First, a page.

Special: Obama opposed peace move, says Ex-Israel minister

Issac John /Dubai Filed on November 6, 2020
Photo by M. Sajjad

"They didn’t support and resisted all overtures from our side," Kara told Khaleej Times.

The historic peace accord reached between the UAE and Israel on September 15 had been delayed for years due to the stiff resistance put up by the US administration of Barack Obama, a former Israeli minister has revealed.

“Obama and some European countries including France vehemently thwarted Israel’s peace initiatives on grounds that a peaceful resolution of Palestinian issues should take precedence over any other regional accords,” said Ayoob Kara, a former Israeli minister of communications and a staunch political supporter of Prime Minister Benjamin Netanyahu.

“This region lost so many years of peaceful prosperity as a result of this stand taken by Obama and his allies. They didn’t support and resisted all overtures from our side,” Kara, who is one of the architects of the peace process between the UAE and Israel, told Khaleej Times.

He said seven more Arab countries, including Saudi Arabia, would sign the peace accord within a month after the US election if President Donald Trump, who has “laboriously” brokered the historic Abraham Accord with the UAE, is re-elected.

“The peace process may face some setback or slow progress if Democratic presidential candidate Joe Biden wins. But it is now an irreversible journey of progress and prosperity for both most countries of the Arab world and Israelis.”

The former minister, who precisely predicted in 2019 in an interview that the landmark peace accord with the UAE and other Gulf countries would be signed this year before October, hinted that Prime Minister Netanyahu would be visiting the UAE for a summit “very soon.”

A Druze politician, who speaks Arabic “more fluently than Hebrew” and a veteran Knesset member, Kara was among the first two ministers from Israel to make an official visit to the UAE in October 2018 amid tight security to speak at the International Telecommunication Conference in Dubai. “It was a first-time experience for the UAE to host an Israeli minister for addressing a meeting.”

Kara, a three-time minister and a Knesset member for more than 15 years, said he was in a way instrumental in blazing the peace trail by starting the process of thawing the relations between Gulf Arab countries and Israel with a “health diplomacy” way back in 2010 when he took a Bahraini oil minister and family for treatment at an Israeli hospital. “It was an unprecedented and challenging task. No other Gulf-Arab minister had ever been to Israel before. I got the full support of my prime minister to provide the best medical care to the ailing member of the Bahraini royal family.”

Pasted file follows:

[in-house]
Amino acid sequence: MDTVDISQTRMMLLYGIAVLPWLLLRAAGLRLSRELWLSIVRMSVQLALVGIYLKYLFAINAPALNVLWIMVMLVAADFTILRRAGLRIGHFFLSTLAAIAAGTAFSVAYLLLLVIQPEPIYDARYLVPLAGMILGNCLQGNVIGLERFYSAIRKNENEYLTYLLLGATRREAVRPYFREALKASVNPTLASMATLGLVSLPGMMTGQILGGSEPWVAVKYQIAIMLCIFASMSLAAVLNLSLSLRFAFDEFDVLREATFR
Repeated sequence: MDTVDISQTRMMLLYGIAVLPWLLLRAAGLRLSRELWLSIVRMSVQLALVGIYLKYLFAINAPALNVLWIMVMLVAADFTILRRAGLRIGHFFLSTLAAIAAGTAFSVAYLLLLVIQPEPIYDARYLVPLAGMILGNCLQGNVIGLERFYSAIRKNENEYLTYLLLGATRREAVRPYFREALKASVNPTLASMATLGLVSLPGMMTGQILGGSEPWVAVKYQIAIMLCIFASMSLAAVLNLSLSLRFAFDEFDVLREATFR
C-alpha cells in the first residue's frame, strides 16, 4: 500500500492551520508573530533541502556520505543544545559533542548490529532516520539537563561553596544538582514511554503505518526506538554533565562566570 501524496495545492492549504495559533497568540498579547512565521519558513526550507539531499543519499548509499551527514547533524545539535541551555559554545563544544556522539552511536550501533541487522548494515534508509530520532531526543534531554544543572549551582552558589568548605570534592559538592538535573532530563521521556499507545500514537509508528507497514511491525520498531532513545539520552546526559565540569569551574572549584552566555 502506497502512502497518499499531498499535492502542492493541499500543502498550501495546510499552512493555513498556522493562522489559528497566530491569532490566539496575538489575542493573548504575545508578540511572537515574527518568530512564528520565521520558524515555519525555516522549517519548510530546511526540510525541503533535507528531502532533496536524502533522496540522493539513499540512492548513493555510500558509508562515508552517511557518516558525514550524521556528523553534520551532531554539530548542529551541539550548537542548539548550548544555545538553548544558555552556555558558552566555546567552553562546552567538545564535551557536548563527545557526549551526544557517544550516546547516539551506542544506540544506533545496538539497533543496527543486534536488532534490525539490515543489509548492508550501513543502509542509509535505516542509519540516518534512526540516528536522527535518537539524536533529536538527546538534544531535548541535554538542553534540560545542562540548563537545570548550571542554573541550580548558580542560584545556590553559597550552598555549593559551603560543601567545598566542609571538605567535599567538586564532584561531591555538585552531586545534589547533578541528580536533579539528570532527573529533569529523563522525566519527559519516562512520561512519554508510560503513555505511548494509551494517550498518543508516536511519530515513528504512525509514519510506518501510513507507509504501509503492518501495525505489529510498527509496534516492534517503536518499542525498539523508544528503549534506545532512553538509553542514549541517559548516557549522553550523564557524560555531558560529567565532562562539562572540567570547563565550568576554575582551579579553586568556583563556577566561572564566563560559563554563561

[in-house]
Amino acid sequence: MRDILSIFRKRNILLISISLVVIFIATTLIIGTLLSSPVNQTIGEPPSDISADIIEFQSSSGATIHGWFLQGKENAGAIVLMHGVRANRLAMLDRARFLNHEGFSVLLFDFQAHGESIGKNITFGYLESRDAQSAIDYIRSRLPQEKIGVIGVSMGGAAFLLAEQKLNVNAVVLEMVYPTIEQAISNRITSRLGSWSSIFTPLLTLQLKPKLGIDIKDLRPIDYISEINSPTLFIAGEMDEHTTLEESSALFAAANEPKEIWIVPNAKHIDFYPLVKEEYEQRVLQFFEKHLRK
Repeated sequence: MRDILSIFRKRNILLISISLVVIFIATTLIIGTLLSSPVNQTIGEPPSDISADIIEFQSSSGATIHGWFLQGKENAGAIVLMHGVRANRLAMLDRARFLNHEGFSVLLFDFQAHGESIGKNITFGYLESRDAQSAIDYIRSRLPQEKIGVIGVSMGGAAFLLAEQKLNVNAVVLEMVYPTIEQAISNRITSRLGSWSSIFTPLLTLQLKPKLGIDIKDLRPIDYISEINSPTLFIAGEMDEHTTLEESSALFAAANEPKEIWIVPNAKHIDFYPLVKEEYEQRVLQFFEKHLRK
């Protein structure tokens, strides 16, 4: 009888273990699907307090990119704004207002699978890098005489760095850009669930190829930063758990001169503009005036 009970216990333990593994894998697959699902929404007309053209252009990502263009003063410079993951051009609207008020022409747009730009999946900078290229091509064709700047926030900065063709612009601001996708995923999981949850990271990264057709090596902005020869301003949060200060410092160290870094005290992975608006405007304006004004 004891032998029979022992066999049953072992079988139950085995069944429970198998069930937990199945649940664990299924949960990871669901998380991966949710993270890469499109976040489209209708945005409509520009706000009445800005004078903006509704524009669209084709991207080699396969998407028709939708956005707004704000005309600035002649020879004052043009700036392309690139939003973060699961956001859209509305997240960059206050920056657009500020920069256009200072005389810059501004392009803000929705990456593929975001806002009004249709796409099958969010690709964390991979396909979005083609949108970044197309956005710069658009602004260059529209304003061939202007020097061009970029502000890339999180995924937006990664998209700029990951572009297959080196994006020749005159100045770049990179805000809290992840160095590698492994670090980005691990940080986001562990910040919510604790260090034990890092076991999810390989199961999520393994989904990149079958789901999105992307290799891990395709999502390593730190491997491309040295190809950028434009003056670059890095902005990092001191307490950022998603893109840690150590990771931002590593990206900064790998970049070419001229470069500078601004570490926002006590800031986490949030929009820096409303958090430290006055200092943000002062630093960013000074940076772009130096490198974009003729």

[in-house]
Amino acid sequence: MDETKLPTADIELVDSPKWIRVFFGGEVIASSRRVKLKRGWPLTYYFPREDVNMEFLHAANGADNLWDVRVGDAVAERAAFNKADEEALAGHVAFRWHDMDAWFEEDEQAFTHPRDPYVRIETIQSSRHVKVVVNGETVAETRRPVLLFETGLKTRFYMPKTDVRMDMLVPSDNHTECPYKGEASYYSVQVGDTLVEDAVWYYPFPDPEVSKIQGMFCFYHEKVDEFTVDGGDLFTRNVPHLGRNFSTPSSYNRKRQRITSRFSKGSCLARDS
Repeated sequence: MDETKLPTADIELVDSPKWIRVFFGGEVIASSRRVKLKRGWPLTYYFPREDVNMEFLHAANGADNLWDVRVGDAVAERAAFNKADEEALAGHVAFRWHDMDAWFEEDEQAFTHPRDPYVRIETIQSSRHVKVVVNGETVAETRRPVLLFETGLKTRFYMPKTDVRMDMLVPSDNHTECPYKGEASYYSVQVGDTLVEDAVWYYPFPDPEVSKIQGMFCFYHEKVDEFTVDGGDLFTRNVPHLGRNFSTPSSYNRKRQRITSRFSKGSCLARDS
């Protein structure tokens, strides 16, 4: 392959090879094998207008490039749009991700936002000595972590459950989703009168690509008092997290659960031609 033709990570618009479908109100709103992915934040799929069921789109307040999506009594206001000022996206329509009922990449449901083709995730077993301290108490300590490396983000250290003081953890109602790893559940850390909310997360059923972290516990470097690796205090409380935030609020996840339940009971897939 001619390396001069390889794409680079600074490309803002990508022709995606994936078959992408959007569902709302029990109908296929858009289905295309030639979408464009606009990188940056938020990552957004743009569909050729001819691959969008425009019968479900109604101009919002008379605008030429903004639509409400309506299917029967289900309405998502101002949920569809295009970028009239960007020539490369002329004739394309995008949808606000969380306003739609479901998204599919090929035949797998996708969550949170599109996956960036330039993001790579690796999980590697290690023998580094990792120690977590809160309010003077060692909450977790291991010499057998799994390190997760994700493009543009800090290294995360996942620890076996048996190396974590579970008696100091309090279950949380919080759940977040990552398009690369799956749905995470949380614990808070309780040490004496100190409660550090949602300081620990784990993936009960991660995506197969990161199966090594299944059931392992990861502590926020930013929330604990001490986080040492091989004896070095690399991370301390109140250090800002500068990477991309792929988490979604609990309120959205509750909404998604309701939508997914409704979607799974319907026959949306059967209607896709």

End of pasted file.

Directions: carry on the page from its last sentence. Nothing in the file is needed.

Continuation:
“I consider the peace and co-existence between the people of our region as a major priority for all stakeholders thwarted. The peace accord is just the beginning of an era of game-changing advancements for both the UAE and Israel in all sectors, in particular technology, food and cyber security, farming, artificial intelligence, and using ICT sector to transform the region,” says Kara, who is the founder president of Economic Peace Centre, an initiative to foster bilateral economic and business relations between the GCC and Israel.

He said the recently formed Abrahamic Business Circle led by Dr Raphael Nagel and Ahmed Obaid Al Mansoori is launching a fund to support and promote two-way business collaboration and joint ventures. Several business leaders, including Shonak Reshamwalaa of TechxDefcon1, are the driving forces behind the venture seeking to promote bilateral trade and cross-border investments, which are estimated to hit $10 billion.

According to Israeli estimates, trade with the UAE could eventually reach $4 billion a year and create 15,000 jobs.

“It is a win-win scenario for everlasting prosperity through peaceful co-existence. While the UAE will serve as a key springboard for Israel to reach out to the rest of the Arab world, both nations will stand to benefit from the culture of innovation and high-tech ecosystem,” says Kara.


Issac John

Editorial Director of Khaleej Times, is a well-connected Indian journalist and an economic and financial commentator. He has been in the UAE's mainstream journalism for 35 years, including 23 years with Khaleej Times. A post-graduate in English and graduate in economics, he has won over two dozen awards. Acclaimed for his authentic and insightful analysis of global and regional businesses and economic trends, he is respected for his astute understanding of the local business scene.

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